In December of 2014 we highlighted driverless delivery as one of our trends for 2015 – well, it took longer than I thought but Marble and Yelp Eat24's test in San Francisco is bringing the concept a big step closer to reality. The story in SFGate is worth a read, and the photo of the device is interesting, but unlike my lousy drawing on the right, their appears to only be able to make one delivery at a time – which I feel is a major drawback to using robotic deliveries especially for supermarkets. Our concept shows a series of lockers with keypad access, each locker contains a frozen, refrigerated and dry area and a text is sent to let you know when "Hal" will be arriving; or just like Uber or Lyft you can log on and see where your food is in real-time.
What I'm watching this week, and what you should too:
Zagat has issued its annual list of the hottest restaurants in the US and the best eats in Palm Springs California including one of our favorites – the new Counter wine bar at The Parker Hotel that has a great tapas style menu including halloumi and avocado tartine with Iberico ham, Santa Barbara sea urchin escabèche and foie gras macarons. Enjoy!
Jeff Bezos'annual shareholder letter is receiving a lot of attention as he continues his "Day 1 Mantra" which clearly has set the stage for this one-of-a-kind leader and company. Staying in Day 1 requires you to experiment patiently, accept failures, plant seeds, protect saplings, and double down when you see customer delight. A customer-obsessed culture best creates the conditions where all of that can happen.
Worth the read (and it includes a copy of the first one he wrote in 1997.
Walmart wants to be Amazon starting April 19th (ironic is the day after Tax Day). According to Business Insider the retailer will offer a "pick up discount" – examples: $50 discount on a $1,698 flat screen, $2.55 off a $23.99 Lego toy or $4.46 off a $111 Coleman cooler – offered to customers who order online and agree to ship purchases to one of Walmart's more than 4,100 US stores instead of to a home or elsewhere. Report says it will apply initially to 10,000 items this week and millions more to come; but it only applies to items that are not in the stores. This could be a BIG opportunity – to get people (a lot of non-Walmart shoppers) into their stores to buy! How about thinking about the impulse displays of products in the pick up area?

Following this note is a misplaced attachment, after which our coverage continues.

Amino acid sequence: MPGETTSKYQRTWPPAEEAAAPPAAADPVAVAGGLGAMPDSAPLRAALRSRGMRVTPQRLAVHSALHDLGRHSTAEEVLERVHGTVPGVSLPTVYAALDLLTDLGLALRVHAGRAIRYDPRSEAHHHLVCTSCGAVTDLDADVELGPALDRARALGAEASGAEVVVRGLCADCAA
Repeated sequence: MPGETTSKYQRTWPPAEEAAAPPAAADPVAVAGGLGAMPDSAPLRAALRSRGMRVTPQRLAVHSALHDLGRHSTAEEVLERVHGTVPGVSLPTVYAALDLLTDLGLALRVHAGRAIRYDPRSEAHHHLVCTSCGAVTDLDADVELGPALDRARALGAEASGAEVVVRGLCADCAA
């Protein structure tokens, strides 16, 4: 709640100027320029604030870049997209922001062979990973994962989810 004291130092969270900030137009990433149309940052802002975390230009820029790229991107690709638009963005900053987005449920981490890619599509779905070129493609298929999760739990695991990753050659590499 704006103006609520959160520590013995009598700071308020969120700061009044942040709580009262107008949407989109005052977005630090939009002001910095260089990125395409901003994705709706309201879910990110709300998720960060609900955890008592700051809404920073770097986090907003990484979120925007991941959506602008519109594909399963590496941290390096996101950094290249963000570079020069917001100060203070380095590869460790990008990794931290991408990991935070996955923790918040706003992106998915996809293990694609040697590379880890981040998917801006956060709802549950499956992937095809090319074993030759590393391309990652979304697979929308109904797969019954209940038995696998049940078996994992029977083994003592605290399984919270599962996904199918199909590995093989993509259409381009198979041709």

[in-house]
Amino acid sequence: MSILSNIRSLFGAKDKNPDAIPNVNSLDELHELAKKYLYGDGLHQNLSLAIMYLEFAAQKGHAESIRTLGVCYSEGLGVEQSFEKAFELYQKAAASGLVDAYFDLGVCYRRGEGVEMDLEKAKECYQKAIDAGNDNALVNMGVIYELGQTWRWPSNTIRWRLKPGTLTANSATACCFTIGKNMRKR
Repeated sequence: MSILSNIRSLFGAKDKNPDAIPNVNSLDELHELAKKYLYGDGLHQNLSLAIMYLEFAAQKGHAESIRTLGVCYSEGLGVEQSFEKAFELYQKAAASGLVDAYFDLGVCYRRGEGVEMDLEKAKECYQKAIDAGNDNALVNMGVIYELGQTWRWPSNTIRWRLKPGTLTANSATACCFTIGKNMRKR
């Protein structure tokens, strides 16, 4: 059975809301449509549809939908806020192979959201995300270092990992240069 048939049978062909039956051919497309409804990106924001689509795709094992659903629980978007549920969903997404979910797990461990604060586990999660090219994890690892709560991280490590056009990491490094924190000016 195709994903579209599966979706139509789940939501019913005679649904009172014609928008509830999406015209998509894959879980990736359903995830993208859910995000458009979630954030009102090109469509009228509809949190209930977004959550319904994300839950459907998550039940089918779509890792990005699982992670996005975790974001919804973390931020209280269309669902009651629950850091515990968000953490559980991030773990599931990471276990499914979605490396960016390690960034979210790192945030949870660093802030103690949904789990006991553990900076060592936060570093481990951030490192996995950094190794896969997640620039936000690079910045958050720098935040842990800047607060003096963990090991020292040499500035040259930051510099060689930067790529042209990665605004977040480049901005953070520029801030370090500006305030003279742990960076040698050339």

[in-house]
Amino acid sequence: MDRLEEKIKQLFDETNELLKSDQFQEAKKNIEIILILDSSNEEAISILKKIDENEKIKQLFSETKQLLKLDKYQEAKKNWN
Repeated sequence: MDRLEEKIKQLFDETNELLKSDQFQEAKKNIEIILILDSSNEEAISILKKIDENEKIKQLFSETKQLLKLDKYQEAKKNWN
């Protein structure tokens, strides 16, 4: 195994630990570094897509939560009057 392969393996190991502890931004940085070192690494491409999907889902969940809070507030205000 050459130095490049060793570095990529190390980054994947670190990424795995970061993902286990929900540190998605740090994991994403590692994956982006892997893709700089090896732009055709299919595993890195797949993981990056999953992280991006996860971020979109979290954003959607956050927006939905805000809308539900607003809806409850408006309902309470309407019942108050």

I love the Sweets & Snacks Expo (who doesn't?). This trade show continuously ranks in the top ten of all trade shows (not just food!) – and they have added a new award to their Most Innovative New Product Awards, which I proudly host each year. The Small Business Innovator Award joins the other categories. Enter now here. All submissions receive direct feedback from the taste panel judges following Expo which is a huge benefit and adds value to the brand. Hope to see you at the Awards presentation in Chicago at 11:30am Tuesday May 23rd. Champagne will be served to all!
CSPI reports that in light of the upcoming May 5th deadline, the National Grocers Association and the National Association of Convenience Stores, have petitioned the Food and Drug Administration to stay the effective date and rewrite the menu labeling rule to weaken it and exempt chain convenience stores and supermarkets. Why? Restaurants have already complied. One step forward and now we are taking two steps backward. With the technologies available today this labeling is not as difficult as we are making it and the bottom line is that consumers want (and need!) it.
The fervor over Whole Foods continuous with John Mackey fighting back and digging in his heels in the Wall Street Journal. Might be a little too late and time to bring back Walter Robb and have Mackey retire.
Last week's Pepsi Ad controversy is forgotten as Burger Kings takes the spotlight with their new ad that triggers OK Google to bring up the Whopper's Wikipedia page. Brilliant! Of course Google has blocked the device from doing it already, but the tie in with our smart devices is a natural evolution and brings new depth to television ads as they become more interactive. Folks like Vanity Fair have changed the magazine experience through their iPad version, so why not television? A good interview and review was done on KCBW.